Scandinavian Freedom Comes at a High Price

Representatives of Danish and Swedish public television Danmarks Radio and Axel Arnö and their their approach to international documentary production

Illustration: Michaela Kukovičová

Two prominent representatives of Danish and Swedish public television made an appearance on the first December Friday on Czech Television to provide Czech filmmakers insight into their approach to international documentary production. Danish TV station, Danmarks Radio, was represented by Kim Christiansen, and the Swedish Sveriges Television was introduced by Axel Arnö, a former journalist. Although they have been collaborating for several years, their attitude towards leveraging the potential of international collaboration is somewhat different.

Arnö sees the main benefit of international collaboration and co-production mainly in the enrichment of the local TV market. He commented on today’s structure of the needs of the Swedish TV audience: “Since our audience embraces all generations, we have to find a balance between successful Swedish production targeting the generation of our parents, and successful films on the international or global scene for people in their twenties and thirties.” There are less and less young people and we have to find out how to encourage their interest in TV production – and one possibility is high quality international production.

For Kim Christiansen, the term international collaboration implicates the possibility of producing films of better quality, its benchmark often being viewing rates. “Thanks to our collaboration, we can produce works that will have higher international viewer rating which will open doors to more attractive and popular TV channels. Subsequently, we can become entitled to more programme slots on Swedish channels and everyone will be much happier,” he explained. He strived to draft a proposal of how to remedy the previous regime of the dwindling DVD market that hinders TV premieres. Who will watch a TV premiere of a film about the Paris terrorist attacks in 2020? “Documentary film should be presented to those for whom it has been intended,” concluded Christiansen.

But what did these two Scandinavian TV professionals agree on? The importance of creative freedom. Nobody should be forced to make films on predefined “national” topics. “We make films which we believe will make it in the ever smaller world. We can hardly co-produce a Finnish film about a naked man in a sauna philosophically contemplating on his life,” explained Christiansen. However, such freedom comes at a high price. There is no space for creative documentary production. “We need directors to collaborate with us as dramaturges and producers. We need to become partners,” added Arnö saying that most of TV documentaries are not made by film school graduates, but journalists and anthropologists because on the basis of their professional experience they are able to keep their audience in mind and to find the essence of the analysed issue.

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21. 12. 2015

from current issue:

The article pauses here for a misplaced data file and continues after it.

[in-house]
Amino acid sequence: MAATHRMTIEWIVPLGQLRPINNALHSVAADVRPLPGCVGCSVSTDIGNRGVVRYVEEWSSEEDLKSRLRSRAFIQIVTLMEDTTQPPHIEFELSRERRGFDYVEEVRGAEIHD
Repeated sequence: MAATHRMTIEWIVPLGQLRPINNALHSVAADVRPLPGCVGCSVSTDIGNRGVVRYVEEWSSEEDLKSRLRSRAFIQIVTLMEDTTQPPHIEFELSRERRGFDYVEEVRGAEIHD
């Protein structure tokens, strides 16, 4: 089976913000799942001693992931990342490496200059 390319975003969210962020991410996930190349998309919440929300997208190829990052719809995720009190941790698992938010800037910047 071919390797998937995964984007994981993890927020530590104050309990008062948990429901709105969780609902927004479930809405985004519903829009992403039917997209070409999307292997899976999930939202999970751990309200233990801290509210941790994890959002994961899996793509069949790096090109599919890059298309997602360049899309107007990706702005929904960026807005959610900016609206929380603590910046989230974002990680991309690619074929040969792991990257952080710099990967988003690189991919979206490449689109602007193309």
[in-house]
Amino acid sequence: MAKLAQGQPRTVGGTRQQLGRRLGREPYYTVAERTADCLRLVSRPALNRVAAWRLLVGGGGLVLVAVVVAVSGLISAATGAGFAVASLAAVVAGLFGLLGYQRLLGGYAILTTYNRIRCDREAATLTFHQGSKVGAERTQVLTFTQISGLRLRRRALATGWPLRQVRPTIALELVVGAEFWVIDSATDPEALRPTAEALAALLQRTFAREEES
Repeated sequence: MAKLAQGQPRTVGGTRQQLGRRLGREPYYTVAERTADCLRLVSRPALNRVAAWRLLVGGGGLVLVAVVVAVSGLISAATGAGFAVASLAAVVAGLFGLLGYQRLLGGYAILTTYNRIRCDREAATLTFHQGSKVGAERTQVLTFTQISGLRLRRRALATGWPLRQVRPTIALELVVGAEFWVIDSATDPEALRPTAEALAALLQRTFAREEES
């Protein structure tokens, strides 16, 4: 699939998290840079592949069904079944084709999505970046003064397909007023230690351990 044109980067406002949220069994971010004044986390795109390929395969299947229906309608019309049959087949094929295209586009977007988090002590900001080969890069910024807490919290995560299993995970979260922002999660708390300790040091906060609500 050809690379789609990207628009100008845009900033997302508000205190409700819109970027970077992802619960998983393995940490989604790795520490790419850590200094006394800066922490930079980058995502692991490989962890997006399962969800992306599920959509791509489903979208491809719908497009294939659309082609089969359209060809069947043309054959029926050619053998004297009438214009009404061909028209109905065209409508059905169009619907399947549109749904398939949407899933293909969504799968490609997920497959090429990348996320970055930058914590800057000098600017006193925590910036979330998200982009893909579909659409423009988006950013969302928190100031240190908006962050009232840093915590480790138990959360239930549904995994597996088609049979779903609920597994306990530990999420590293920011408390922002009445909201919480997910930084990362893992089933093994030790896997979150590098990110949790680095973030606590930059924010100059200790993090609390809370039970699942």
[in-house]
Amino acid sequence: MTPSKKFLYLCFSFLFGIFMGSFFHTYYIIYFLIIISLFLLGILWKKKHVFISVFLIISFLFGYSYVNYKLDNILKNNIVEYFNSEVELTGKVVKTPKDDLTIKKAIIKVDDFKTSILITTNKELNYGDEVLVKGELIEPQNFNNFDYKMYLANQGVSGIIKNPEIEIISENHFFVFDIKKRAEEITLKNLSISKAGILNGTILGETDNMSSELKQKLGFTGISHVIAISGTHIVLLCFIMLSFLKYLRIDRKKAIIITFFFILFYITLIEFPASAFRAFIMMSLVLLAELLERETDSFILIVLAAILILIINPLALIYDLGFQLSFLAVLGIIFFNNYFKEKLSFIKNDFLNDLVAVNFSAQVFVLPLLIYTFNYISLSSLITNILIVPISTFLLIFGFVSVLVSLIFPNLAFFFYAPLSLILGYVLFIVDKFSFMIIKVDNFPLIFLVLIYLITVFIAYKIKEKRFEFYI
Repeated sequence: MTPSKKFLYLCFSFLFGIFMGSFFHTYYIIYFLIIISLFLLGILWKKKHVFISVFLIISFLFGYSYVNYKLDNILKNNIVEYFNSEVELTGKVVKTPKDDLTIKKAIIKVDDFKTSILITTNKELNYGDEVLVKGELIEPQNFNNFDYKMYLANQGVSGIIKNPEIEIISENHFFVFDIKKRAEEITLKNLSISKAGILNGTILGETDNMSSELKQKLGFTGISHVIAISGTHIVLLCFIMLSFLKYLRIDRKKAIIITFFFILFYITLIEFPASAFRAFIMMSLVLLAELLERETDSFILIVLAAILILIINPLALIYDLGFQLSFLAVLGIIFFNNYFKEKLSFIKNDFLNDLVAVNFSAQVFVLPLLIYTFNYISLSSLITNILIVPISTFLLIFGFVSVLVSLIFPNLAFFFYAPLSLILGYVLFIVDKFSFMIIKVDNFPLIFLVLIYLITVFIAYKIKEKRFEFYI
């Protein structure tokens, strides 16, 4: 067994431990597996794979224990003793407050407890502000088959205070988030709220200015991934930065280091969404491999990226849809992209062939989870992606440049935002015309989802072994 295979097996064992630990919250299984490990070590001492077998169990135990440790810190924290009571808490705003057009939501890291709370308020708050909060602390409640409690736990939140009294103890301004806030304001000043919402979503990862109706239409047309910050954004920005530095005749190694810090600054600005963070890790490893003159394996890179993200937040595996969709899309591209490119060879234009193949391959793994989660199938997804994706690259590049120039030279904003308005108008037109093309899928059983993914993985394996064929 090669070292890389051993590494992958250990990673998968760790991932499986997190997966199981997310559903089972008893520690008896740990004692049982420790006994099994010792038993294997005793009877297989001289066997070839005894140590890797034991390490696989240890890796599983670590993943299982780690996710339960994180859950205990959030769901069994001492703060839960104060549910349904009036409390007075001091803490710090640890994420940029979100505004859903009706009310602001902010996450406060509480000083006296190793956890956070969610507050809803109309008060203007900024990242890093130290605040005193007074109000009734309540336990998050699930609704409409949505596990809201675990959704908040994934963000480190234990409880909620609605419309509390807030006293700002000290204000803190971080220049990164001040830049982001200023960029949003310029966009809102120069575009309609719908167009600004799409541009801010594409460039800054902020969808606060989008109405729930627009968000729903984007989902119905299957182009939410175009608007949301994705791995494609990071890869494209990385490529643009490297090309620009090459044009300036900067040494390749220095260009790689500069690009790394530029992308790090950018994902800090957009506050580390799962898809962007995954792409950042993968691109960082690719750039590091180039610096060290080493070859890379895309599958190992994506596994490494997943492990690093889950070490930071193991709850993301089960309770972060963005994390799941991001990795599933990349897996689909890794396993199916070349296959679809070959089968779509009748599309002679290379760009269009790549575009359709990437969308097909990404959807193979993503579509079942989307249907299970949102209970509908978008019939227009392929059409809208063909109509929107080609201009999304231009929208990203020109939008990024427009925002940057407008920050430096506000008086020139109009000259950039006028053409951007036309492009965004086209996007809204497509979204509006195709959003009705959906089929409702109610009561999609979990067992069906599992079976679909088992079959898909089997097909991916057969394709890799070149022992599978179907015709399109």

New releaseShooting About KunderaDocumentarian Miloslav Šmídmajer describes the process of making a documentary about Milan Kundera with the working title “Milan Kundera: From the Joke to Insignificance.” Miloslav ŠmídmajerThemeNest in the bedroomPeter Hames, well-known British film historian and author of the book The Czechoslovak New Wave sent his remembrance to Karel Vachek to our magazine.Peter HamesThemeNever stop laughingPaolo Benzi, the Italian film producer and founder of the independent film production company Okta Film, describes for dok.revue how he met famous Czech documentary filmmaker Karel Vachek, who passed away last year. Paolo Benzi is also the main tutor of the Emerging producers in Ji.hlava IDFF.Paolo BenziThemeBehold, if the river is turbulent he is not frightenedIn this English issue of dok.revue we have collected some remembrances to Karel Vachek, the respected Czech documentarist who died in December 2020 at the age of 80. One of the contributors is Olaf Möller, a well-known film theorist and critic collaborating with many renowned film magazines (Film Comment or Sight & Sound), film museums and festivals (e.g. Il Cinema Ritrovato or International Film Festival Rotterdam).Olaf MöllerThemeEvery human being should get to wear comfy shoesThe Czech documentarist Karel Vachek was a chairperson of the jury at Yamagata international documentary film festival (YIDFF) in 2009. The board member of YIDFF and the former director of this festival, Asako Fujioka, has a remembrance of him smoking his pipe and going to the mountains with Japanese poet and filmmaker Yoshimasu Gozo to recite poetry to the skies.Asako FujiokaThemeLike the dog on the beach...American film historian Alice Lovejoy writes her remembrance of Karel Vachek, the remarkable Czech documentarist to whom we dedicate this English issue of dok.revue.Alice LovejoyInterviewThe times of lifelong careers are overAn interview with documentarian Jindřich Andrš, whose film A New Shift won the Czech competition section Czech Joy at Ji.hlava IDFF2020.Vojtěch KočárníkInterviewGoing to the Polish Turf with Our Own TeamInterview with documentary filmmakers Filip Remunda and Vít Klusák about their latest joint film project Once Upon a Time in Poland that shows how religion and faith are misused in contemporary Poland for mass manipulation and political purposes. The film‘s Czech premiere was held as part of the Ji.hlava International Documentary Film Festival 2020.Kamila BoháčkováIntroductionDok.revue 1.21This issue is dedicated to the doyen of Czech documentary filmmaking Karel VachekKamila Boháčková